YOU ARE HERE: LAT HomeCollectionsMutation


November 15, 2011 | By Shari Roan, Los Angeles Times / For the Booster Shots blog
Alcoholism and other substance-use disorders appear strongly linked to a particular gene mutation, researchers reported Tuesday. Substance-use disorders are thought to arise from a combination of environmental or lifestyle factors and genetic characteristics. Identifying certain genes that are known to predispose people to the disease could be helpful in preventing drug addiction. Researchers have been working to identify some of the prominent gene mutations that could serve as markers.
November 2, 2011 | By Amina Khan, Los Angeles Times
All her life, Lindsay Shipp knew that she was dying. As a baby, she would cry after eating, and salt collected on her forehead. The diagnosis was cystic fibrosis, an incurable genetic disease that, at the time, meant a life expectancy of 18 years. The disease, which affects 30,000 people in the United States, hinders the movement of salt in the body. Because of this, the pancreas fails soon after birth, patients cannot properly digest food, and their airways fill with mucus, leaving them vulnerable to lung infections and other problems.
October 12, 2011 | By Eryn Brown, Los Angeles Times / For the Booster Shots blog
Having mutations in the BRCA1 or BRCA2 genes lead to a higher risk of breast and ovarian cancers in women, but the mutations don't affect health outcomes in exactly the same way. A team led by researchers from the University of Texas M.D. Anderson Cancer Center in Houston reported Tuesday that having a mutated BRCA2 gene was associated with improved survival and chemotherapy response among a group of women with ovarian cancer.   In fact, women with BRCA2 mutations had better survival after treatment than women without mutations on either gene, the group wrote in a study published in JAMA, the Journal of the American Medical Assn.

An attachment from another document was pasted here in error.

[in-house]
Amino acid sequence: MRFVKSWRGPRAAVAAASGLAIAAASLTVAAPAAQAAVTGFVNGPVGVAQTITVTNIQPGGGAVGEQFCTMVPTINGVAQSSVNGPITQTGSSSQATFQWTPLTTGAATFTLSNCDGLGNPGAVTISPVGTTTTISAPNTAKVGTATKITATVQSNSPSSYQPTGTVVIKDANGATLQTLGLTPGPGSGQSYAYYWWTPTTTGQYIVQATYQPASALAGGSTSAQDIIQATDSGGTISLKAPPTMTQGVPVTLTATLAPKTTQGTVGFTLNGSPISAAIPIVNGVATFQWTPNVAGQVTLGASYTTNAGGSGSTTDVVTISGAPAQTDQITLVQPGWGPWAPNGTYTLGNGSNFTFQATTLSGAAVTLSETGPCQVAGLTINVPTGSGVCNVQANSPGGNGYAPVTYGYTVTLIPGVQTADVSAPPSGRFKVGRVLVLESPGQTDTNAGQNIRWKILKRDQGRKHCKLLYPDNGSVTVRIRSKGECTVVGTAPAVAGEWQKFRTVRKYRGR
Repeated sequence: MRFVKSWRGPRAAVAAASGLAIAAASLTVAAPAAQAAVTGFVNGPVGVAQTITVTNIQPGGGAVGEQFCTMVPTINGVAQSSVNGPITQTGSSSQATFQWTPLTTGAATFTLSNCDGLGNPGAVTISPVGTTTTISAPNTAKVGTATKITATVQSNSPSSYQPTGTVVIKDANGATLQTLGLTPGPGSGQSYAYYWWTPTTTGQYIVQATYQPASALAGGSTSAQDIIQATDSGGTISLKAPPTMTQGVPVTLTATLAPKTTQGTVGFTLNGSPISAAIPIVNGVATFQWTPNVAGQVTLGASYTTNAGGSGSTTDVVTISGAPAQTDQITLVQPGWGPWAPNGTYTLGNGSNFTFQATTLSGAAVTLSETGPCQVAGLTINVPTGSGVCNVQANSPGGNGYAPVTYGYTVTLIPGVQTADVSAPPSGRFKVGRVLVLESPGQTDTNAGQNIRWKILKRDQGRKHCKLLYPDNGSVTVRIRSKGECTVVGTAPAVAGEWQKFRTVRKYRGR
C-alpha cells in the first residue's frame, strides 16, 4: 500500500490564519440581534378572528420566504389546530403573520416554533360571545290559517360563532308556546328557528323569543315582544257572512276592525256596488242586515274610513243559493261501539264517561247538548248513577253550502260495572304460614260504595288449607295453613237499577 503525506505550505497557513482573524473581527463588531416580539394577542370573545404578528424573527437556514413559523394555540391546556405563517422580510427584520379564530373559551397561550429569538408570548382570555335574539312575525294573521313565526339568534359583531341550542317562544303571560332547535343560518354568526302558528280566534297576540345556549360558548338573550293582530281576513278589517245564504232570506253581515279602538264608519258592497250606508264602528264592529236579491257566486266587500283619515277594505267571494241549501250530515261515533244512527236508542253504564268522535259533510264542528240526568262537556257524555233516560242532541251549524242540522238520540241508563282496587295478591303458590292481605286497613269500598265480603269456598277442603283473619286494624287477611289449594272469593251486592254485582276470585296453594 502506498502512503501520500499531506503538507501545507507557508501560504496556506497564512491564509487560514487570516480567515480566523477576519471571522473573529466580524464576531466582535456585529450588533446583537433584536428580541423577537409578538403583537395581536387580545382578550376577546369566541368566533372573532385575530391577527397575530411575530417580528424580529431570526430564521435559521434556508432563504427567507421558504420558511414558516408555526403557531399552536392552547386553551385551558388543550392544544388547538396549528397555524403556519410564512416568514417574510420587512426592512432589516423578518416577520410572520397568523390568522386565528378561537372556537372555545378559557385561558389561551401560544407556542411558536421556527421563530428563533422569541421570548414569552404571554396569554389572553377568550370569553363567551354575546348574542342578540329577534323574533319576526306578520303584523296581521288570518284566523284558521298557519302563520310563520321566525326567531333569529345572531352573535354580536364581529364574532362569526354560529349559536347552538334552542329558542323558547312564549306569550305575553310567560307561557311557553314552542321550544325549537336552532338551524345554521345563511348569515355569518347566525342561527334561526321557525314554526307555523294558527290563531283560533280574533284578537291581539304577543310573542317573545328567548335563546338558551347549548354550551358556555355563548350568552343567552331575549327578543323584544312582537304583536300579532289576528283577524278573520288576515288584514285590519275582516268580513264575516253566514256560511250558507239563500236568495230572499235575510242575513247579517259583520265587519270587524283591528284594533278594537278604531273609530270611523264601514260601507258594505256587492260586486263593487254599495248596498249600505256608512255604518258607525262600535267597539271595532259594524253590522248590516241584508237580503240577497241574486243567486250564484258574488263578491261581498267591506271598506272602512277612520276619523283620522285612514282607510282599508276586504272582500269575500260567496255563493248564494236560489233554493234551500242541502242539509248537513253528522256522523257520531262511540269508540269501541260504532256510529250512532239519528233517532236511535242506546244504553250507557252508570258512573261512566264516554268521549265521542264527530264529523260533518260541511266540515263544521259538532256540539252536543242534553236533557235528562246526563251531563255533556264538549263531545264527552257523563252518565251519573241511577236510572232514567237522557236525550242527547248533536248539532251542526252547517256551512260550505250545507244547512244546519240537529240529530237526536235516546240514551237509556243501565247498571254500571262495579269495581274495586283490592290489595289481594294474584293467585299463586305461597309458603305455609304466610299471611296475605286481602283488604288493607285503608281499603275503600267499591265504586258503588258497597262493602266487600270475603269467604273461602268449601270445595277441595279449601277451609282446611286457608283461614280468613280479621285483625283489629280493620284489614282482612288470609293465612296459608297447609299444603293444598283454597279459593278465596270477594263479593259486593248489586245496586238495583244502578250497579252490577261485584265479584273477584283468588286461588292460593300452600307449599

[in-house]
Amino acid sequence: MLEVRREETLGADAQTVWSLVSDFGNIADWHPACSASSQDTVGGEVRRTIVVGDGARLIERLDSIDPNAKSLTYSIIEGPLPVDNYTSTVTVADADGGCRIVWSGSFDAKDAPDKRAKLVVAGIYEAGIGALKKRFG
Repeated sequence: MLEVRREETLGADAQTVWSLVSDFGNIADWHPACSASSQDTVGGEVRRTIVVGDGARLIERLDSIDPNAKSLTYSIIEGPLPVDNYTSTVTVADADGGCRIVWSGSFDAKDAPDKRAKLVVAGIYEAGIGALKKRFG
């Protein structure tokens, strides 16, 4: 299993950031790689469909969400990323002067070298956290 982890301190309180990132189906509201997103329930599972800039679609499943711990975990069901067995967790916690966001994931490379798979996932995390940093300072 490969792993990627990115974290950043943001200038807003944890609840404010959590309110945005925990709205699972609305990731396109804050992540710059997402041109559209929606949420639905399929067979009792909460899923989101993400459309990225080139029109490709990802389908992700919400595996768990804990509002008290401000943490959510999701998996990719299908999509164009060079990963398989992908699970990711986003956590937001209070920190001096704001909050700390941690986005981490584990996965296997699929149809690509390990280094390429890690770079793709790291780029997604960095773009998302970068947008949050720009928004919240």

September 13, 2011 | By Eryn Brown, Los Angeles Times / for the Booster Shots blog
Women who inherit gene mutations that increase their likelihood of getting breast cancer now face an added worry: They may be prone to developing the disease earlier in life than their mothers and aunts did. The discovery, by a team at the University of Texas M.D. Anderson Cancer Center in Houston, was reported Monday in the journal Cancer. Harmful mutations in the BRCA 1 and BRCA 2 genes dramatically increase a woman's chance of developing breast and/orovarian cancer, according to this fact sheet from the National Cancer Institute.  About 60% of women with a harmful mutation in BRCA 1 or BRCA 2 will develop breast cancer sometime during their lives.  In the general population, about 12%of women will.  BRCA mutations are responsible for 5% to 10% of breast cancer diagnoses.
July 25, 2011 | By Thomas H. Maugh II, Los Angeles Times/For the Booster Shots blog
A genetic technique that allows the body to work around a crucial mutation that causes Duchenne muscular dystrophy increased the mass and function of muscles in a small group of patients with the devastating disease, paving the way for larger clinical trials of the drug. The study in a handful of boys age 5 to 15 showed that patients receiving the highest level of the drug, called AVI-4658 or eteplirsen, had a significant increase in production of a missing protein and increases in muscle fibers.